SEC spring preview: Questions for every team as LSU is not team at top of conference

One day last summer, an LSU staffer came into Ed Orgeron's office to ask if the recruits then on campus for a visit were allowed to watch practice. What practice? We don't hold practice over the summer, Orgeron said.

The practice was being run by the players, he was told. As it turns out, quarterback Joe Burrow had issued an alert to his teammates: practice in the morning. To a man, the roster that would run through an unbeaten, championship-winning season showed up.

LSU is Ed Orgeron's program. But last year's Tigers were Joe Burrow's team. Orgeron was only too happy to cede the day-to-day policing to his senior captain, who would put together one of the finest seasons by a quarterback in Bowl Subdivision history in becoming the heavy favorite to go No. 1 overall in the upcoming NFL draft.

LSU wide receiver Ja'Marr Chase runs past Clemson defenders during in the College Football Playoff national championship game at Mercedes-Benz Superdome. (Photo: Derick E. Hingle, USA TODAY Sports)

But Burrow is gone. So are many other stars on last year's roster, not to mention defensive coordinator Dave Aranda and offensive wunderkind Joe Brady. Repeating will not be easy. Rivals in the SEC seem poised to fill the void.

Here's one big question facing each team as the SEC gets rolling this month. (The date of each team's spring game or final scrimmage is in parentheses.)

East outlook

Georgia (April 18): How quickly can Jamie Newman get acclimated?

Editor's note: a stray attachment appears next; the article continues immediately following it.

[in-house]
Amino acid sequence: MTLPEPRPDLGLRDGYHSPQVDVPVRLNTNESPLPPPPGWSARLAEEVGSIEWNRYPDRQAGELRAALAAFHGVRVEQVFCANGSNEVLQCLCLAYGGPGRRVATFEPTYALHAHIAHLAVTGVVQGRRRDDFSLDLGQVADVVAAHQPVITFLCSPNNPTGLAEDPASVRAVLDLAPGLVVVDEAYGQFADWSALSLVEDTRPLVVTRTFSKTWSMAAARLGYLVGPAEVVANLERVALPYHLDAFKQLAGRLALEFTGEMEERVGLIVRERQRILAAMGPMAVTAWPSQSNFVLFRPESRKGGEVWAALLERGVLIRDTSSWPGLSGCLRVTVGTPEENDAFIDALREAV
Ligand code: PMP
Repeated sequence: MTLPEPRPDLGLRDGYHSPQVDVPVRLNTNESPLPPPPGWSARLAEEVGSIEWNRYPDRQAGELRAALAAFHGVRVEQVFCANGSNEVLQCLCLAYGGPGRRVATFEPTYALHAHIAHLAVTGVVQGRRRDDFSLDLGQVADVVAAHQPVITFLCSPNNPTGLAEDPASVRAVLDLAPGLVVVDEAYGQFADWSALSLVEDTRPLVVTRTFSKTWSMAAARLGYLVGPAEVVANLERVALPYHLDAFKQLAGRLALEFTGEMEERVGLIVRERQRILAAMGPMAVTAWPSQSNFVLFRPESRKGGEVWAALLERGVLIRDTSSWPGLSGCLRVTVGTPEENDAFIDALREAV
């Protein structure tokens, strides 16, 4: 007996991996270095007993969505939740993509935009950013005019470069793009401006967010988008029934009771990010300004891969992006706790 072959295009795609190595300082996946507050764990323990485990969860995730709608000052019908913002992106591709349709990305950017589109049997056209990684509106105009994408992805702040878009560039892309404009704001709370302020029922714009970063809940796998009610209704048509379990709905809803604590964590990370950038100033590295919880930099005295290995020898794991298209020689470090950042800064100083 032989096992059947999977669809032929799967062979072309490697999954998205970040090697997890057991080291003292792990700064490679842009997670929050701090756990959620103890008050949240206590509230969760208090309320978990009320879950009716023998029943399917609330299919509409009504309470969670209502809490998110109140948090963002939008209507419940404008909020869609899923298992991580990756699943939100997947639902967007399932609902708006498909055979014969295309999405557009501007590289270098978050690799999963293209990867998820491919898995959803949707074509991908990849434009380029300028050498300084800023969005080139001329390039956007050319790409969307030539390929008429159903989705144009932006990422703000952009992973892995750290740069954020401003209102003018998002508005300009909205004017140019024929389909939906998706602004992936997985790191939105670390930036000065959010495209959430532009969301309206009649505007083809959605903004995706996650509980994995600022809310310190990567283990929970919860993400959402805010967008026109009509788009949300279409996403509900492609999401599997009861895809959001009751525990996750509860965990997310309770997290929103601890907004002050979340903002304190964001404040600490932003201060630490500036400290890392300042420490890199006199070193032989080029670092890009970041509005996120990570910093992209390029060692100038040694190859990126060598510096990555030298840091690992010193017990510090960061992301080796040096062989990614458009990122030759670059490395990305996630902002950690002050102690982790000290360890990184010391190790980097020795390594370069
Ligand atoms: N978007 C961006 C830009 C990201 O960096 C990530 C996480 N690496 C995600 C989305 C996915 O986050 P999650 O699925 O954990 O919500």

The Wake Forest graduate transfer will be the starter in 2020, barring injury. Georgia needs to get him up to speed in an effort to maximize the senior's two major assets: his legs and a powerful arm that could mesh perfectly with offensive coordinator Todd Monken's downfield passing game. If he can get on board with the scheme, Newman will be in the mix for postseason hardware.

SPRING PREVIEWS: ACC | Big 12 | Big Ten | Pac-12 | SEC

BIG CONCERN: Ohio State thin at RB after injury to projected starter

LOOKING AHEAD: USA TODAY Sports early Top 25 for the 2020 season

Florida (April 18): What's separating Florida from an SEC title?

Expectations are sky-high in Gainesville after the Gators notched 21 wins across Dan Mullen's first two seasons. The next step — from New Year's Six contender to College Football Playoff participant — is the hardest. What's missing? One position group in need of a rebuild is wide receiver, where Florida looks to bank on the development of several true and redshirt freshmen to go with more established options in Trevon Grimes and Jacob Copeland.

Tennessee (April 18): How about eight wins in the regular season?

Don't discount some continuity: Tennessee will return both coordinators for the first time since 2014, a fact that speaks to the program's seemingly constant staffing turnover. After winning seven games during the regular season in 2019 and an eighth in the Gator Bowl added some juice to Jeremy Pruitt's tenure, the Volunteers are poised to take another step forward and inch closer to Georgia and Florida atop the East.

Kentucky (April 11): Can you replace a player like Bowden?

It won't be easy. Lynn Bowden Jr. was the Wildcats' do-it-all superstar in 2019, putting together one of the top statistical seasons by a skill player in recent conference history to carry Kentucky to another successful finish under Mark Stoops. One way is to find consistent play at quarterback, though that search won't hit full gear until Terry Wilson recovers from the injury that cost him almost all of last season.

Missouri (April 11): Can Robinson pin down the starting job this spring?

Former TCU transfer Shawn Robinson will have a great opportunity to put a hold on the starting job at quarterback this spring while his top competition, Connor Bazelak, recovers from an ACL injury. One thing that could stand in Robinson's way is new coach Eli Drinkwitz, who could prefer to focus more this spring on installing his system than making a major decision under center.

South Carolina (April 4): What will Bobo do for this offense?